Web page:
“Where are the comics with naked people in them?” said Sheri the porn star.
“Physically or emotionally?” I replied.
To my surprise, Sheri laughed hysterically.
Our store is located in Southern California. The San Fernando Valley. While it’s not often spoken of anywhere other than cable television, our warm and sunny part of the city is home to more pornographic film studios than anywhere else in the world. Tucked away in small facilities, next to printing companies and shipping outlets are adult video processing firms and live Internet feeds streaming…well…you know. New York City has Donald Trump’s Dark Tower and we have Larry Flynt’s Glowing Pylon.
All along the winding canyon roads, you’ll see beautiful sprawling mansions with elevated outdoor pools and windows that go on forever. What goes on inside those houses with high ceilings and winding staircases is the stuff that some folks’ dreams are made of.
I’m by no means bragging for them, nor do I think most of our residents see it as a badge of honor. It’s just the way it is. Love them, hate them, admire them. They’re our neighbors with the right to make a buck however they like. They’re human beings like us. But people talk about it as if it’s something that goes on somewhere else. As if there’s a fantastical pornographic city on the edge of forever, where all adult entertainment stories magically appear out of thin air.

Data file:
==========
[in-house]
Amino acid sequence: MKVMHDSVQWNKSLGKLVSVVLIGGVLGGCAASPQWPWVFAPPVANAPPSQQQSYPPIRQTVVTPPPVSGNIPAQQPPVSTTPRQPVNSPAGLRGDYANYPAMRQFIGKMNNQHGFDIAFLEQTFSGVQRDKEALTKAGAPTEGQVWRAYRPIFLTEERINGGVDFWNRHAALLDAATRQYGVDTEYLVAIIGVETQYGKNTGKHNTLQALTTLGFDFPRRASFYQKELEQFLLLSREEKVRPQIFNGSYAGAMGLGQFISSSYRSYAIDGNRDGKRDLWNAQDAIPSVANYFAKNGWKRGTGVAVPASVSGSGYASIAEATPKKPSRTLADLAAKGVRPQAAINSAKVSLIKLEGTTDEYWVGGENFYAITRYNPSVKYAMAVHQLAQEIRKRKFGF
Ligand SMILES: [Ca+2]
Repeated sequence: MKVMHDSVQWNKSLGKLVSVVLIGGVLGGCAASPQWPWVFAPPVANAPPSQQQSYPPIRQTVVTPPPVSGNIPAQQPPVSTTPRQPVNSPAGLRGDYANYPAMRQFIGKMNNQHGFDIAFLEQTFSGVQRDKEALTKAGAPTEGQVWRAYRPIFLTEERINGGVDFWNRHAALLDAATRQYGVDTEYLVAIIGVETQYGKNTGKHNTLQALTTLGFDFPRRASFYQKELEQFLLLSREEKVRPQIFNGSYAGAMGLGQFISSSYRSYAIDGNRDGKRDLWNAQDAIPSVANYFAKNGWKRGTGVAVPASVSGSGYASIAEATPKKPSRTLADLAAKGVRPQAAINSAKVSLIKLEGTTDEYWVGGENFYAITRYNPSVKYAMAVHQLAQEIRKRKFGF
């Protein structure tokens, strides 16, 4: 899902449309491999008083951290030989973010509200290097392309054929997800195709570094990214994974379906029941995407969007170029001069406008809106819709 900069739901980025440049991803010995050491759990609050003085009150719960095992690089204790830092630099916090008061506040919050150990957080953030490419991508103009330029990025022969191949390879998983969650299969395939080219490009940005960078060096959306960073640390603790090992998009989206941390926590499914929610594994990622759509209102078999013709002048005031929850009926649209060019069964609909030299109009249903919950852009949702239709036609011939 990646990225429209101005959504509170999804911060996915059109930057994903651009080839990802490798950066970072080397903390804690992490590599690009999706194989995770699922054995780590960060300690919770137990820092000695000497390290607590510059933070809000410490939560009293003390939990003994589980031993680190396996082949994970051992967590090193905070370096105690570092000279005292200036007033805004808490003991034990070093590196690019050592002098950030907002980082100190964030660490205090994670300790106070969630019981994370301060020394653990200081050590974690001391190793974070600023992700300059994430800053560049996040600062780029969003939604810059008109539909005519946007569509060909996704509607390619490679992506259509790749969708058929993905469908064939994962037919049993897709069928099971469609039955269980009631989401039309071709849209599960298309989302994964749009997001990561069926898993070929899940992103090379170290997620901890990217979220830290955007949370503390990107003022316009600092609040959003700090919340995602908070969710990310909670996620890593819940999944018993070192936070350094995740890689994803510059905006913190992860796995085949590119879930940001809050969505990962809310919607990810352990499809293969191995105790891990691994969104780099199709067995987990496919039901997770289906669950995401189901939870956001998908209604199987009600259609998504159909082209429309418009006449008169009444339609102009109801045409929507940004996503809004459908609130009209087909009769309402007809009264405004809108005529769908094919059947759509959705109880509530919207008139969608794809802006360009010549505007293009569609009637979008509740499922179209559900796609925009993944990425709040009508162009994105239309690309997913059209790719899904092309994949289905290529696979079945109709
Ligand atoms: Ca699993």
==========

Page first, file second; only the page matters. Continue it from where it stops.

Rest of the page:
Nope. Eighty percent of them are produced in our valley and are sent out into the world for (all those who care to) enjoy. It’s a fact many don’t like to discuss in mixed company. You might say it’s the elephant in the room.
|Dan Clowes’ “Pussey”|
I walked the floor of the shop with Sheri that afternoon. Her boyfriend(?)/husband(?)/ producer(?) stood absently by the door, talking relentlessly into his cell phone. He obviously had no interest in her shenanigans and came in to appease her curiosity.
They’ve been in many times since that day and I’ve still not said more than a few words to him. Primarily due to the fact that his cell phone never leaves the side of his head. I’m sure he has a name. But “porn” name or otherwise, I’ve never heard it spoken aloud.